12) As someone who helped develop an ambigram generator, what is your opinion on them? Some ambigram artists frown on people using them for inspiration.
I think that as a tool supporting the creative process it is very useful. It can be used as a guide. However, I don’t like using the unique glyphs and signing the generated ambigrams as an original work.
13: Can you tell me about your experience working with John Langdon?
My cooperation with John is one of my greatest experiences and achievements. The cooperation was based on dialogue and mutual suggestions. Observing his corrections and suggestions I learned a lot. Each change was accompanied by his commentary. Thanks to such cooperation, we managed to select the most wonderful glyphs. John sometimes limited my tendency to flowery – but this resulted in the consistency and readability of the script. I also gained a lot in the workshop by looking at his methods of working with vectors. It was a really great time.
14) Do you have any current or future projects in the works?
I am currently focused on calligraphic works. My goal is to create the widest possible range of templates for various historical calligraphic styles. Ambigrams are still in my heart but I still don’t have enough time for them.
My fascination with Albrecht Durer’s Textura resulted in some ambigrams based on this typeface. Most likely, several such ambigrams will appear in the future.
I plan regular workshops mixing calligraphy and ambigrams. Last year in Warsaw this kind of workshop took place. We learned the basics of gothic calligraphy based on Textura and Fraktura and next used this knowledge to create calligraphic ambigrams. [Current workshops are put on hold due to the Covid-19 pandemic.]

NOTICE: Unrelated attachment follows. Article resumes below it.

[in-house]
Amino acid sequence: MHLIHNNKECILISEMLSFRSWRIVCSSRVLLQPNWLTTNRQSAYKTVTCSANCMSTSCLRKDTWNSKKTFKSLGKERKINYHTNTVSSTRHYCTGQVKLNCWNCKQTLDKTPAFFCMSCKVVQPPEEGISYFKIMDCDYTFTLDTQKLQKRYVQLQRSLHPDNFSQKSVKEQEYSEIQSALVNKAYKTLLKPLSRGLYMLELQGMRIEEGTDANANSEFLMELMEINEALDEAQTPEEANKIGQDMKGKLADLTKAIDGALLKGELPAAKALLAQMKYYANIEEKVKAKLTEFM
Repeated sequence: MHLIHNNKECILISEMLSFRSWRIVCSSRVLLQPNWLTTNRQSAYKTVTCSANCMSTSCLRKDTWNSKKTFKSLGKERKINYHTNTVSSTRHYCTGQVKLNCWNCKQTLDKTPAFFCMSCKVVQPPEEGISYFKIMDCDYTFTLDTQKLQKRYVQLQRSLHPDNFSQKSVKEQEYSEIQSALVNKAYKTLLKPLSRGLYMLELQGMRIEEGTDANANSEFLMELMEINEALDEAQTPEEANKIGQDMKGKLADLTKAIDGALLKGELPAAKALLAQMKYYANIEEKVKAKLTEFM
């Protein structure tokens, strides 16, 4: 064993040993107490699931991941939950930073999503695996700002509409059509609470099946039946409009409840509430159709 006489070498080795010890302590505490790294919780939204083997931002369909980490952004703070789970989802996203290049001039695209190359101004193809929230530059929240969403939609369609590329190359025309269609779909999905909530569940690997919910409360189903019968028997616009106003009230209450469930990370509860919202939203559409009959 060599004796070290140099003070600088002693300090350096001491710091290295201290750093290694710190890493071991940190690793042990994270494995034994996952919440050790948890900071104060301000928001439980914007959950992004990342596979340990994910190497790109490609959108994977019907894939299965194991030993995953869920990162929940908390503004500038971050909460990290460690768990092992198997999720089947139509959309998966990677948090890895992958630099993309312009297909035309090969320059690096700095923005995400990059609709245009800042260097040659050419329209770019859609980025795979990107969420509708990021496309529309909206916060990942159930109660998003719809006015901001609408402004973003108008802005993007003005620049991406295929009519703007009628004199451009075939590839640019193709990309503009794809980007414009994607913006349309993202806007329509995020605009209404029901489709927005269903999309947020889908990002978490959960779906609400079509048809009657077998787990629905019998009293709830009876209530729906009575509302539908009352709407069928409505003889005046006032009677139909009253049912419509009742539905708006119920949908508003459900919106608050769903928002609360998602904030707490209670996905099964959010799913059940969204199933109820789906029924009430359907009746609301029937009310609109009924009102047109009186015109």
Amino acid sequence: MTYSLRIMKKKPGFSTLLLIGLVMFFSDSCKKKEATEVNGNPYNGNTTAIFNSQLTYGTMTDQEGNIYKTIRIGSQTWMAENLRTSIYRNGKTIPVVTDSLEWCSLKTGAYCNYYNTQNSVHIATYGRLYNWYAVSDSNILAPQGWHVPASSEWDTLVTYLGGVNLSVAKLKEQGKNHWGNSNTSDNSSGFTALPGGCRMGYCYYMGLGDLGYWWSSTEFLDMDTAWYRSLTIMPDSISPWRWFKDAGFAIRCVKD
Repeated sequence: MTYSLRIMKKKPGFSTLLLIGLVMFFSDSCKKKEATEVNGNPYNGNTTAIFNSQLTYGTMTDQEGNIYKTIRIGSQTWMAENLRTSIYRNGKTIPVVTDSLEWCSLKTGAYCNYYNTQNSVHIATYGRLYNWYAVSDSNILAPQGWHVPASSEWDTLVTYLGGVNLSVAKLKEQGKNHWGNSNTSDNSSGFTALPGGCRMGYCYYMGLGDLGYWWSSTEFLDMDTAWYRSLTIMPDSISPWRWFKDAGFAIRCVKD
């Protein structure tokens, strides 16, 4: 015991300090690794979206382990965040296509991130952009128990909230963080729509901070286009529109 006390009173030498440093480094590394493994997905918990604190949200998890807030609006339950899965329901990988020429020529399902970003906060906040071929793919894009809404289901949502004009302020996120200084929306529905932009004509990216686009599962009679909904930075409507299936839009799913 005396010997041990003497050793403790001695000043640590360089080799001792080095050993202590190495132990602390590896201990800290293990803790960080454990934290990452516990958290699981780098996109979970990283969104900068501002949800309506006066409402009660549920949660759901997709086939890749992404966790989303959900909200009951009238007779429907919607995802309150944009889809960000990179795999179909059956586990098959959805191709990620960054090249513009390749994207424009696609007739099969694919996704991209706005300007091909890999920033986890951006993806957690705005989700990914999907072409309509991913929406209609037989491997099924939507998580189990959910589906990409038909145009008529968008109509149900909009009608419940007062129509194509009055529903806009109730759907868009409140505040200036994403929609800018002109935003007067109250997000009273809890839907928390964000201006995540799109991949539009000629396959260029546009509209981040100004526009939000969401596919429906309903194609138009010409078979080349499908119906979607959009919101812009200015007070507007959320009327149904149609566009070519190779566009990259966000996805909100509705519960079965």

15) Do you have any advice for aspiring artists just starting with ambigrams?
Because ambigrams are a kind of typography for everyone who starts, I would advise them to start by learning the structure of letters, letter and inter-word spaces. Take up lettering, computer typography or calligraphy and build your ambigrams on this basis. You will immediately know which solutions and modifications are good and which disqualify the work. Many letter modifications are obvious but also look for your own solutions by combining 2, 3 or even 4 letters in one glyph. Watch others but always try to work your own way. Take frequent breaks while working on the ambigram. A fresh look the next day will make you find the right solution and modification. You’ll also see an error you didn’t see the previous day.
Thank you very much Daniel!
All images are owned by Daniel and used with permission.